Refis will make up 66 percent of mortgage originations during 2003, but only 28 percent during 2004. With this mix change, banks will have to do a better job of relationship selling to Realtors and builders, the traditional marketing pipeline for purchase money mortgages.
Step #5: Grab a slice of portfolio niches.
Cornerstone has recently seen banks find some success with niche portfolio products. Many banks have been originating simple 10-year mortgages with no fees or the paperwork of Fannie and Freddie. Others have looked at balloon jumbo products, construction-to-perm and immigrant/ethnic niches for opportunity.
Step #6: Find a place for the ARMs.
As the interest rate environment shifts from fixed rate to variable, banks could be faced with an interesting dilemma: opportunities may exist to pump a lot of adjustable rate mortgages onto the balance sheet, but there may be more than the bank wants. Many institutions are busy trying to change their balance sheets to reflect fewer mortgages and more commercial and consumer loans. A bundle of ARMs will only exacerbate this issue. It is therefore critical that your bank’s secondary marketing manager be planning for conduits to sell these ARM loans, hopefully at a reasonable profit margin.
Step #7: Manage the ol’ servicing asset.
As long rates begin to bounce around, banks could see marked changes in the valuations of their servicing rights. Most commercial banks have exited the servicing business, but for those who still have this function, there will be two options to consider:
Step #8: Grab some talent during the downturn.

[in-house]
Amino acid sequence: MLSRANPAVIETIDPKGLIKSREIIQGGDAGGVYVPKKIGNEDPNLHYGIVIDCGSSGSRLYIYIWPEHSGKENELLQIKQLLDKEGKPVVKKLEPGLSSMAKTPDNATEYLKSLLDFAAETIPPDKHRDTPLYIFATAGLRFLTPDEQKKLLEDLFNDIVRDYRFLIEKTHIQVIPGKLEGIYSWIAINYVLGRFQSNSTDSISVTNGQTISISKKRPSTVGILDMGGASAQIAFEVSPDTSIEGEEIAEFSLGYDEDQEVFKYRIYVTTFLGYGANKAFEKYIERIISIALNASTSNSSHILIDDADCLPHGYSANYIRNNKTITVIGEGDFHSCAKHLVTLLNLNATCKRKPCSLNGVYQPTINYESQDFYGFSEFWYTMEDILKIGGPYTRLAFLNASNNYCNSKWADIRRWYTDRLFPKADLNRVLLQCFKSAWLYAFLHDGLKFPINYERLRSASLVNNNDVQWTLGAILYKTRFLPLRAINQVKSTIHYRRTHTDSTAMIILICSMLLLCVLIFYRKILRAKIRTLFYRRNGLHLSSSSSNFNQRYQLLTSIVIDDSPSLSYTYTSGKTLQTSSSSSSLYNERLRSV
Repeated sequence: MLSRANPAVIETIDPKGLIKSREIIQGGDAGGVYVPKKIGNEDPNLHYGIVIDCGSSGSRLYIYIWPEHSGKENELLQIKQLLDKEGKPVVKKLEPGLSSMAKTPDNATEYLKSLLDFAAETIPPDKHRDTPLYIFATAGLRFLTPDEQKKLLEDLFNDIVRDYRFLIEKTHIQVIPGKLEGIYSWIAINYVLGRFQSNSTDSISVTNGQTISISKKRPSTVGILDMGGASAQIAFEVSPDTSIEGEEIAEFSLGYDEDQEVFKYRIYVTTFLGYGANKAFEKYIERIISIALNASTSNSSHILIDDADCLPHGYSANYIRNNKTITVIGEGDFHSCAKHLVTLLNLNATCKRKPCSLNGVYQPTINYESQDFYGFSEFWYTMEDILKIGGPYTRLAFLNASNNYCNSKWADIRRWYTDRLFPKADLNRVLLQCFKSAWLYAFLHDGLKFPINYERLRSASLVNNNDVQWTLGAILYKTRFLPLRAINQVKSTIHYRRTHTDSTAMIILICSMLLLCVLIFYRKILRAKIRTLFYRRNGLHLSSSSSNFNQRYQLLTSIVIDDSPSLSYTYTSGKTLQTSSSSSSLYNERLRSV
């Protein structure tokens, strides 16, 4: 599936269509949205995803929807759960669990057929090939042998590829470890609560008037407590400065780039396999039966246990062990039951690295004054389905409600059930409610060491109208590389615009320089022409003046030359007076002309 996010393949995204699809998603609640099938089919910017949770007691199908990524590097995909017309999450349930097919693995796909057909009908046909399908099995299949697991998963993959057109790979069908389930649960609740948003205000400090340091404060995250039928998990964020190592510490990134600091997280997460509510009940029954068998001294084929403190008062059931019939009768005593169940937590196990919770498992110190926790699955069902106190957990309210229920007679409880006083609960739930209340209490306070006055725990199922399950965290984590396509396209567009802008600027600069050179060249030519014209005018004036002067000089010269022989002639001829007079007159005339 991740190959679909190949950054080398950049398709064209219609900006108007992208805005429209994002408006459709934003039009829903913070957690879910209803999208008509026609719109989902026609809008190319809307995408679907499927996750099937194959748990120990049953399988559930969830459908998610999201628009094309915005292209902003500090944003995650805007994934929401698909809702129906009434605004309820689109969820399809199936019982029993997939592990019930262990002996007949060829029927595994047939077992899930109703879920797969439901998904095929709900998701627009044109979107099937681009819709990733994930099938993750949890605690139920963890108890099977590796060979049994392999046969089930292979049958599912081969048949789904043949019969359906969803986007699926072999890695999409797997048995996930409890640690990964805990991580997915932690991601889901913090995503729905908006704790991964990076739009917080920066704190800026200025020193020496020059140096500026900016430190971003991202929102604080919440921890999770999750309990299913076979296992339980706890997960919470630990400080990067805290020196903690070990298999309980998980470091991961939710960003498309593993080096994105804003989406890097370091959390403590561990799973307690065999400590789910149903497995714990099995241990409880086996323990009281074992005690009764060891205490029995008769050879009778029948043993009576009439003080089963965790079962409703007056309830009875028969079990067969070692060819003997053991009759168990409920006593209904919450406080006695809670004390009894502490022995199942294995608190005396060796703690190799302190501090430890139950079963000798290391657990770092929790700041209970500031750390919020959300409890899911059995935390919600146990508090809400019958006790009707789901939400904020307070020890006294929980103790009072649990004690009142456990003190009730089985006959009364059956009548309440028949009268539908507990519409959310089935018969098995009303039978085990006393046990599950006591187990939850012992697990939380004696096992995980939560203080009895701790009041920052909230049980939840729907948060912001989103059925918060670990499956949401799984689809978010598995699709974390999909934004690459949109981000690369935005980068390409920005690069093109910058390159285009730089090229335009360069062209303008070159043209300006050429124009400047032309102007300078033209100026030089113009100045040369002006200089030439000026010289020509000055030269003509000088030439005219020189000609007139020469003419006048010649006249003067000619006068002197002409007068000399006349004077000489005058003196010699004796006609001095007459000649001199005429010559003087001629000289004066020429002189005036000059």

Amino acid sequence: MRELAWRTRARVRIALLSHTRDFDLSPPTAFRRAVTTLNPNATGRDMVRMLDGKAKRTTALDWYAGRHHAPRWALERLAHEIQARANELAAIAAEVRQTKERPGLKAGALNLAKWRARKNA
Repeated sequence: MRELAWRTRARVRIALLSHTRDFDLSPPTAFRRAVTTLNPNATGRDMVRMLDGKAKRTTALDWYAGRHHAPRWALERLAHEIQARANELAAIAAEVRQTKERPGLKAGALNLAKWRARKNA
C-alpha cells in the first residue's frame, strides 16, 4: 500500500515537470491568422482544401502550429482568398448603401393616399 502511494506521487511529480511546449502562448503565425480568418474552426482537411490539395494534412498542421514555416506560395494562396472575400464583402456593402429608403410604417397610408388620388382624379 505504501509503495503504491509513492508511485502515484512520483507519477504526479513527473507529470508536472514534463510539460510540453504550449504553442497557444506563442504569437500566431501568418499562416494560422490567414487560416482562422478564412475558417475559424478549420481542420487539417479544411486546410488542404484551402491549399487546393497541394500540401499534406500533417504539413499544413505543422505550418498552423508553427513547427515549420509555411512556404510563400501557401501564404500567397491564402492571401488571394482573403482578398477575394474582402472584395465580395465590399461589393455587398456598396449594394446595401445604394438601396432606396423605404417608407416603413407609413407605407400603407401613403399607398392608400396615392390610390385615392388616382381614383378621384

When industries contract, it’s always a good time to pick up talent displaced in the shuffle. Many mortgage banks just won’t make it through the shakeout. This will provide commercial banks the opportunity to recruit some of the gunslingers from these shops who will want a more stable employer. Although it doesn’t make sense to bulk up the mortgage staff at this time, banks still need to look at trading out weak producers for available strong ones.
Step #9: Automate cross-sell at origination.
Cross-selling retail banking products to mortgage borrowers has been one of the greatest “white whales” in the banking industry, full of promise and adventure but a dream never quite realized. Most banks take a half-hearted approach to mortgage cross-sell. However, Cornerstone has found that institutions with automated cross-sell processes have impressive results. For instance, Associated Bank in Green Bay, WI, has successfully cross-sold its unique home equity credit card to a large portion of its mortgage borrowers.
Step #10: Uncover opportunity in the deposit base.
It is truly amazing how little mortgage production actually comes from a bank’s deposit base. If your bank doesn’t track this figure, go check it out – it’s probably low, amigo. Our soon to be released 2003 Cornerstone Report: Benchmarks and Best Practices for Mid-Size Banks reveals that there are more than 20 deposit accounts for every mortgage account at the typical bank. Using some basic assumptions, the average mid-size bank could double its loan production if it captured mortgages from only an additional 12 percent of its deposit base that own homes. If there’s anything that MCIF and CRM and all the marketing stuff should target, it’s increasing mortgage origination through the deposit base – we’ve already got the darn relationship.
A lot of mortgage originators bought nice new cars in the past few years. Let’s hope they also socked some away. Banks are in for a tough mortgage environment, but there are actions they can take now to keep that baby profitable.